Memo From Michael: A Father-Daughter Adventure

I just returned from a nearly 3-week journey to Southeast Asia with my daughter Samara (a 19 year-old sophomore at NYU). It was an exceptional trip. We visited parts of the world I’d never been before – Singapore, Thailand, Cambodia, Viet Nam and China (Hong Kong) and the exposure to the vast array of cultures and languages in this part of Asia was enlightening. But the opportunity to spend so much one-on-one time with the young woman my first baby girl had become was spectacular.

I admit it’s tough to get any of my four teenage daughters (I have three others: Abrielle, 18, Carissa, 16, and Mataya, 14) to want to spend any time with me, so I offered as bait a promise to take each of them anywhere in the world they wanted to go. Samara had an extended winter break from NYU and she took me up on the offer and together we selected this trip.

I cannot recommend strongly enough for parents to try to have some trip with each of your children separately, and for children to look for an opportunity to really get to know your mom or dad with a trip. If you can’t find the time, make the time. You’ll never regret it, but you might very well regret not doing it.

On the home front, Lance Armstrong’s belated confession and all the lawsuits in its wake, along with the peculiar but fundamentally sad Manti Te’o story about a fictitious girlfriend who had died has certainly kept ethics in the news while I was away. From a moral standpoint, Armstrong’s premeditated serial cheating is serious stuff without complexity or excuse.

The Manti Te’o story is much more complicated, especially now that he admits that a few days before he went on national TV to speak about the death of the girlfriend he’s never met, he had information suggesting it was a hoax. I’d love to hear your opinions on either or both stories. Write me at

Comments 7

  1. If I were to speak to them individually….

    Lance: The idea that “everybody is doing it” can certainly give path to wrong choices. Why not measure life with the consequences in mind? In a world flooded by technology there is not much space to hide an ill choice. As the Spanish saying goes “Lies have short legs.”

    Manti: Learn to check your facts. I believe you know a site is trusted if it has edu, net, or org at the end. Next time ask very specific questions such as “Which was the first commercial during such TV show?” Check the profiles the “person” left behind. We are all “traceable” now a days. A joke always has its price. The most difficult part is to “pay” for it. At least, now I know who you are, if that is a valid reason for the famous event.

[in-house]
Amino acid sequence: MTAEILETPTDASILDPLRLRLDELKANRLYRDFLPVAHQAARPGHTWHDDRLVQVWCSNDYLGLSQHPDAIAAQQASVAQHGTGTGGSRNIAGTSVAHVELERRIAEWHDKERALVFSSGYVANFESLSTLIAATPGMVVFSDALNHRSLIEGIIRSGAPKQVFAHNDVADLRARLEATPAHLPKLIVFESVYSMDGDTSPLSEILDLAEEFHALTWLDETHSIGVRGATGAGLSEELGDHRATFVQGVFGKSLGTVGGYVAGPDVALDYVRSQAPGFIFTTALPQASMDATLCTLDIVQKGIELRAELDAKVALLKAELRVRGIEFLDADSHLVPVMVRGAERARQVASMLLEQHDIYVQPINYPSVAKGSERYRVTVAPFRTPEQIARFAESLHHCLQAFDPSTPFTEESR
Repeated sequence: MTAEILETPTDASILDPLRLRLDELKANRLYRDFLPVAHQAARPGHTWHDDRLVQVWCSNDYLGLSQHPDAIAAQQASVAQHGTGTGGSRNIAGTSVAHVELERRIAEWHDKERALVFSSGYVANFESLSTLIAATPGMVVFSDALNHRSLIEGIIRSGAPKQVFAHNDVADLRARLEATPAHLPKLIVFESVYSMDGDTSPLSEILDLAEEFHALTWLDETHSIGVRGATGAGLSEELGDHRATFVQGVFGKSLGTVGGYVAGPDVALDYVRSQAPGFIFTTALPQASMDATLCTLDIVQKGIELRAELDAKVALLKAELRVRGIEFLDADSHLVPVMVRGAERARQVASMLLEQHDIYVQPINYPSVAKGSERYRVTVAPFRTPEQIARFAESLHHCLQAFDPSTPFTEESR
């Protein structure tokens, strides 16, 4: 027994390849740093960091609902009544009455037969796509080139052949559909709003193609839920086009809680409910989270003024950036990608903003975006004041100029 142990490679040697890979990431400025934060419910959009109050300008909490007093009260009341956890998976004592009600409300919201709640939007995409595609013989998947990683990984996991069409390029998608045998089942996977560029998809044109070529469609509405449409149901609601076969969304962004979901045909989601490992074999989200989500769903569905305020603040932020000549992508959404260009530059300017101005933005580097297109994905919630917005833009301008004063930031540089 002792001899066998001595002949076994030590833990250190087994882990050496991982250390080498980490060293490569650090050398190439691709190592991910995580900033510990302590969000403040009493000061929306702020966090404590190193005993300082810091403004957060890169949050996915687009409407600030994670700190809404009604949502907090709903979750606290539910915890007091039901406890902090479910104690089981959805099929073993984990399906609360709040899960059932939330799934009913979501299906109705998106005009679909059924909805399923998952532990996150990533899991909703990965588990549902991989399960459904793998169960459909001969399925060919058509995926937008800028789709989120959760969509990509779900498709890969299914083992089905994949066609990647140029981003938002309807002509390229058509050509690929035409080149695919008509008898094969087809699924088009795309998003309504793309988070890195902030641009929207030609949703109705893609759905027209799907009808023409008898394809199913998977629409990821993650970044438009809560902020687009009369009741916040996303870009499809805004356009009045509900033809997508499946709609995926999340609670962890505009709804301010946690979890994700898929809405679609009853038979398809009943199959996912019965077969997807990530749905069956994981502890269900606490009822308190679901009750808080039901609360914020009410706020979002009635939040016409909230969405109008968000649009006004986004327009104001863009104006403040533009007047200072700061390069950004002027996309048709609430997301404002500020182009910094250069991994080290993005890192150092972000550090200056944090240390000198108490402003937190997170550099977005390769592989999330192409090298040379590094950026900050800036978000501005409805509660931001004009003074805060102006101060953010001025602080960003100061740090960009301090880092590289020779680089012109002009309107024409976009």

2. I think Manti was duped… and when many of us, even as adults, are caught is something that is surreal, it takes a few days to gather the strength and to gather our thoughts to deal with it appropriately. I feel sad that our society is so obsessed with perfection that we can’t forgive a young man, who has many wonderful character traits, for being unprepared for this sad experience. In 51 years, I have never encountered this level of a scam… and raising my children, I am not sure I would have prepared them for a national stage when confronted by this situation.
    Lance Armstrong is a completely different story… He was an adult, who had a clear understanding of the rules of the game. I am saddened to see that it took so long for him to confront the truth and come clean, but now that he has, as a community, we need to help make this an important learning opportunity and hopefully, for Mr. Armstrong, he will not face rejection on every level. His non-profit work for cancer and health should not be discounted because he has character flaws. Don’t we all have some and we struggle to face them head on and make something good come out of bad?

  3. I feel badly for Lance Armstrong’s children. That he chose to lie publicly. I am just not even sure what kind of conversation that must have produced. He is a big boy and can deal with the consequences, but his kids I am sure will have backlash and tire of defending him to others.

  4. Michael,

    Your experience with your daughter is heartening and your recommendation to parents well founded.

    My son and I have experienced sailing trips together where we were on a boat for a 4-5 day period. My daughter and I have had a couple experiences related to spending time together on our own attending hockey games and spending time together in Southern California.

    Both these circumstances allow parents and children to learn from each other and in particular give parents an opportunity to see what great people their children have become.

    I am please to have enjoyed this opportunity and endorse it for any parent.

    One on one time with your adult children enriches you and your child.


  5. I have had opportunities to spend time on the road with both my children. It is a fantastic experience and makes for some forever memories!

  6. You are indeed fortunate to afford such a trip. Spending time can also include an afternoon Monopoly Game; making pizza’s together; or attending your temple or church.

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